Method of Moments in Approximate Bayesian Inference: From Theory to Practice
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With recent advances in approximate inference, Bayesian methods have proven successful in larger datasets and more complex models. The central problem in Bayesian inference is how to approximate intractable posteriors accurately and efficiently. Variational inference deals with this problem by projecting the posterior onto a simpler distribution space. The projection step in variational inference is usually done by minimizing Kullback–Leibler divergence, but alternative methods may sometimes yield faster and more accurate solutions. Moments are statistics to describe the shape of a probability distribution, and one can project the distribution by matching a set of moments. The idea of moment matching dates back to the method of moments (MM), a simple approach to estimate unknown parameters by enforcing the moments to match with estimation. While MM has been primarily studied in frequentist statistics, it can lend itself naturally to approximate Bayesian inference. This thesis aims to better understand how to apply MM in general-purpose Bayesian inference problems and the advantage of MM methods in Bayesian inference. We begin with the simplest model in machine learning and gradually extend to more complex and practical settings. The scope of our work spans from theory, methodology to applications. We first study a specific algorithm that uses MM in mixture posteriors, Bayesian Moment Matching (BMM). We prove consistency of BMM in a naive Bayes model and then propose an initializer to Boolean SAT solvers based on its extension to Bayesian networks. BMM is quite restrictive and can only be used with conjugate priors. We then propose a new algorithm, Multiple Moment Matching Inference (MMMI), a general-purpose approximate Bayesian inference algorithm based on the idea of MM, and demonstrate its competitive predictive performance on real-world datasets.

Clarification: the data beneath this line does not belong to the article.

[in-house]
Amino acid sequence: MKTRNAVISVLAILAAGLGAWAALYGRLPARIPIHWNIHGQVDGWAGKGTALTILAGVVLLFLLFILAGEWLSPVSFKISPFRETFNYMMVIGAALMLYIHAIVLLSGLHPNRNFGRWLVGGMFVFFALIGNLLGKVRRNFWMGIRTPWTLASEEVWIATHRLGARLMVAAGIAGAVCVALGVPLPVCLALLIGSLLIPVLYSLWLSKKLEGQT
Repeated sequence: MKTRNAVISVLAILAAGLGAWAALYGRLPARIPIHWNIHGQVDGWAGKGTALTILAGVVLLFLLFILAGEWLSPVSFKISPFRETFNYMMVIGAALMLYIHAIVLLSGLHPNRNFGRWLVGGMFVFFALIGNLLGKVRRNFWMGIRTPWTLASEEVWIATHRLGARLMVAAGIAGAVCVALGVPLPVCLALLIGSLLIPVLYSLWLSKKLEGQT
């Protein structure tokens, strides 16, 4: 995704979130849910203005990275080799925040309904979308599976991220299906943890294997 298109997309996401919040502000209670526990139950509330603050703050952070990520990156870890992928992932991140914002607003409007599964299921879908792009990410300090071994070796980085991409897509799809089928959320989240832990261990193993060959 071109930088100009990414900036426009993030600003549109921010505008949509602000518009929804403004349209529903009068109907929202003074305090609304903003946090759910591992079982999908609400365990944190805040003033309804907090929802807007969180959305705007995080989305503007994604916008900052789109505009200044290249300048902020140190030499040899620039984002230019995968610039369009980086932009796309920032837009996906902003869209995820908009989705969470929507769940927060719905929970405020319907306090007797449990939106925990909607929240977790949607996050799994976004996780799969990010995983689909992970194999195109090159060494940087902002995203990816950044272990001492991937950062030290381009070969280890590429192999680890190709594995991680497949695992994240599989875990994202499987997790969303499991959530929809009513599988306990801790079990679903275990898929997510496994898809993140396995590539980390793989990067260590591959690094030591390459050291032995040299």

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Haonan Duan (2021). Method of Moments in Approximate Bayesian Inference: From Theory to Practice. UWSpace. http://hdl.handle.net/10012/17140